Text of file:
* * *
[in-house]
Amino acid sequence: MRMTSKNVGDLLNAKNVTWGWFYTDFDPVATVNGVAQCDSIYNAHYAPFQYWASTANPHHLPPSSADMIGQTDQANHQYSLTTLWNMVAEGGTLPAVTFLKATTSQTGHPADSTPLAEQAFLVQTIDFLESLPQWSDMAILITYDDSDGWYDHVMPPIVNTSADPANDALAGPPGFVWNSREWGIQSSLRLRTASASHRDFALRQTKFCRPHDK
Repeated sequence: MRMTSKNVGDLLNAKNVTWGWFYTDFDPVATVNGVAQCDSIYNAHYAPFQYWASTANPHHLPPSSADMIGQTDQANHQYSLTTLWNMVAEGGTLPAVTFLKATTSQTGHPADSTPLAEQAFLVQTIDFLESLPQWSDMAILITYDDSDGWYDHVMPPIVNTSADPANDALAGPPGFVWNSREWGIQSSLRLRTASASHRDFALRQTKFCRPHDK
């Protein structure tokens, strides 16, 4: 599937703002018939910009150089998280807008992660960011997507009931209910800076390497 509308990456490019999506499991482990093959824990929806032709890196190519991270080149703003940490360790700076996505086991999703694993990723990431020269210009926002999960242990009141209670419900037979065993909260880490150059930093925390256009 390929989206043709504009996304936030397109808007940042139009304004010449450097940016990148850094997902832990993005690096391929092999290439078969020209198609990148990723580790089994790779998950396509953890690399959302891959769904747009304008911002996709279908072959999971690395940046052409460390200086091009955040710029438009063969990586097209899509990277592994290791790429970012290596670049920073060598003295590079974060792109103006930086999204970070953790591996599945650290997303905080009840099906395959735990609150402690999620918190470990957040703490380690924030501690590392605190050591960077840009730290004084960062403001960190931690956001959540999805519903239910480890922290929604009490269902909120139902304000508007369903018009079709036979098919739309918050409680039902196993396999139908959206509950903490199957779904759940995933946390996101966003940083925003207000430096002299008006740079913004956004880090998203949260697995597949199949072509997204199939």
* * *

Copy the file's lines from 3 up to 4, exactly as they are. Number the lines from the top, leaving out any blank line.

Repeated sequence: MRMTSKNVGDLLNAKNVTWGWFYTDFDPVATVNGVAQCDSIYNAHYAPFQYWASTANPHHLPPSSADMIGQTDQANHQYSLTTLWNMVAEGGTLPAVTFLKATTSQTGHPADSTPLAEQAFLVQTIDFLESLPQWSDMAILITYDDSDGWYDHVMPPIVNTSADPANDALAGPPGFVWNSREWGIQSSLRLRTASASHRDFALRQTKFCRPHDK
């Protein structure tokens, strides 16, 4: 599937703002018939910009150089998280807008992660960011997507009931209910800076390497 509308990456490019999506499991482990093959824990929806032709890196190519991270080149703003940490360790700076996505086991999703694993990723990431020269210009926002999960242990009141209670419900037979065993909260880490150059930093925390256009 390929989206043709504009996304936030397109808007940042139009304004010449450097940016990148850094997902832990993005690096391929092999290439078969020209198609990148990723580790089994790779998950396509953890690399959302891959769904747009304008911002996709279908072959999971690395940046052409460390200086091009955040710029438009063969990586097209899509990277592994290791790429970012290596670049920073060598003295590079974060792109103006930086999204970070953790591996599945650290997303905080009840099906395959735990609150402690999620918190470990957040703490380690924030501690590392605190050591960077840009730290004084960062403001960190931690956001959540999805519903239910480890922290929604009490269902909120139902304000508007369903018009079709036979098919739309918050409680039902196993396999139908959206509950903490199957779904759940995933946390996101966003940083925003207000430096002299008006740079913004956004880090998203949260697995597949199949072509997204199939």